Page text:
The meteorite was a piece of Mars that had been knocked off its home planet and landed in Antarctica. Researchers reported in the journal Science that they found complex organic molecules in the meteorite and impressions of what they thought looked like tiny cells, among other potential signs of fossilised Martian life.
The claim was so explosive that President Bill Clinton issued a statement, saying, "Like all discoveries, this one will and should continue to be reviewed, examined and scrutinised."
Over years of scrutiny, the claim of fossils in the Mars meteorite was dismissed. The consensus now is that the suggested signs of life were simply natural mineral deposits. The participants in the new study weren't told that, however.
As a control, another group of participants read a New York Times article about the creation of synthetic life in geneticist Craig Venter's lab in 2010. Venter and his team created a bacterial genome from scratch and popped it into a cell membrane, essentially forming a new organism.
Participants in both groups described their reactions positively, though the "positivity bias" - the proportion of pleasant to unpleasant words - was stronger regarding the fossils.
Given these results, Pennycook said he would be "pretty confident" that, if NASA announced the discovery of alien microbes tomorrow, Americans would react positively.
"Results of this new study mirror a survey conducted by theologian Ted Peters, who explored the impact of discovering extraterrestrial life on a person's religious beliefs," Vakoch said. Most people responded that their own religious beliefs could withstand the announcement - but other believers would struggle.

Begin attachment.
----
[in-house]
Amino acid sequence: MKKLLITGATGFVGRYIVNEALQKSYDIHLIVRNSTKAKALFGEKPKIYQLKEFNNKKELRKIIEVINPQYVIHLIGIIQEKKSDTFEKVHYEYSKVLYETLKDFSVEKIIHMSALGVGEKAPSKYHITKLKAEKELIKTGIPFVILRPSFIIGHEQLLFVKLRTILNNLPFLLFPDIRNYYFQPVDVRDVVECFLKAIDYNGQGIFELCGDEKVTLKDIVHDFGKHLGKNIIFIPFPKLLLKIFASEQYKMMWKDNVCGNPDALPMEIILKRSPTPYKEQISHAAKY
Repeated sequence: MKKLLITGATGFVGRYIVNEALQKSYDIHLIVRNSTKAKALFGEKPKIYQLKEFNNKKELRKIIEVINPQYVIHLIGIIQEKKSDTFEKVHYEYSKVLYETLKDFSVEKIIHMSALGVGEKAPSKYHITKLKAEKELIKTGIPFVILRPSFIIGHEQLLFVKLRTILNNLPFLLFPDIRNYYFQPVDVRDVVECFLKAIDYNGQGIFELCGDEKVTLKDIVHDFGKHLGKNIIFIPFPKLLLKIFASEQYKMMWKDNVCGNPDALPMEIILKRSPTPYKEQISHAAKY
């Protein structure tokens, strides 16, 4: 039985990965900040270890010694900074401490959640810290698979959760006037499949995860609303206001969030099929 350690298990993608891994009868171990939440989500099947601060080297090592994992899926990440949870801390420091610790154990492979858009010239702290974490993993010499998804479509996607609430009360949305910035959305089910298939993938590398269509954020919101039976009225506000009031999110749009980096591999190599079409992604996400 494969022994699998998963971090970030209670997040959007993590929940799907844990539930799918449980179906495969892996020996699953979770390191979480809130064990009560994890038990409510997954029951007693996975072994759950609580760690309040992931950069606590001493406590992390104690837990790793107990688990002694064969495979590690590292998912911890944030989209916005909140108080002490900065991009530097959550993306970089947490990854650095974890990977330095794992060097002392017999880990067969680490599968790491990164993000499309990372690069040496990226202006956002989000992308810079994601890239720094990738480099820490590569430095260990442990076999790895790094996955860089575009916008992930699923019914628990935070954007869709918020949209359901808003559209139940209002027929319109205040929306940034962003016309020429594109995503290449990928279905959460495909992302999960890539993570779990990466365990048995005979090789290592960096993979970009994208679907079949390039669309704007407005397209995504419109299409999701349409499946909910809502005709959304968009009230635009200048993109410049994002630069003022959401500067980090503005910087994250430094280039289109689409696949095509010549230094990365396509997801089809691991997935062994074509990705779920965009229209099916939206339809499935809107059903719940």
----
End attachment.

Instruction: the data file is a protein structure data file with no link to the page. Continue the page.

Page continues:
"It looks like we don't need to be worried about others not being able to handle an announcement of extraterrestrial life," he said. "They'll do just fine."
Planetary scientist Lindy Elkins-Tanton, who is the director of Arizona State University's initiative but was not directly involved with this study, said that "getting ready for what we might find" in space is the first step. That Americans respond positively, she said, is "quite hopeful."
Varnum cautioned that these results do not reflect how the rest of the world might respond.
Vakoch echoed that sentiment. Past research on extraterrestrial civilisations suggest that Americans tended to view aliens in a more black-and-white way than residents of China, for instance, he said.
"Chinese participants were able to imagine contact would lead to both risks and benefits," whereas Americans either thought the discovery would be "all good or all bad, but not both," he said.
It is also critical to acquaint people with ambiguity, Elkins-Tanton said. She cited the long debate around the Martian meteorite.
Even in the event that a retrieval mission to Mars obtained a sample and brought it to a lab, and observers witnessed the organism reproducing, consensus would not be sudden, given the possibility of Earth contamination.
Under what scenario, would the scientific community be most swiftly convinced?
"Unless we go to Europa and find a giant skeleton," Elkins-Tanton said. "Really, it's not going to happen."
Teeny E.T. is not such a far-out idea. For 2.9 billion years, all life on Earth was microscopic. If evolution works the same way elsewhere in the Universe, the average alien will be smaller than a little green man. Much smaller.
"It's more likely that we're going to find microbes or viruses rather than, say, intelligent civilisations living on Venus," Varnum said.
Vakoch was not so quick to relinquish the radio telescope to the microscope when it comes to searching for aliens.
"While it's no doubt true that there are more planets in the galaxy with microbial life than with intelligent life, that doesn't mean we'll detect 'bacteria' beyond Earth before we pick up a radio signal," Vakoch said.
He predicted that, as long as the money doesn't dry up, surveyors will listen to a million stars in the next decade, looking for noisy extraterrestrials.
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This article was originally published by The Washington Post.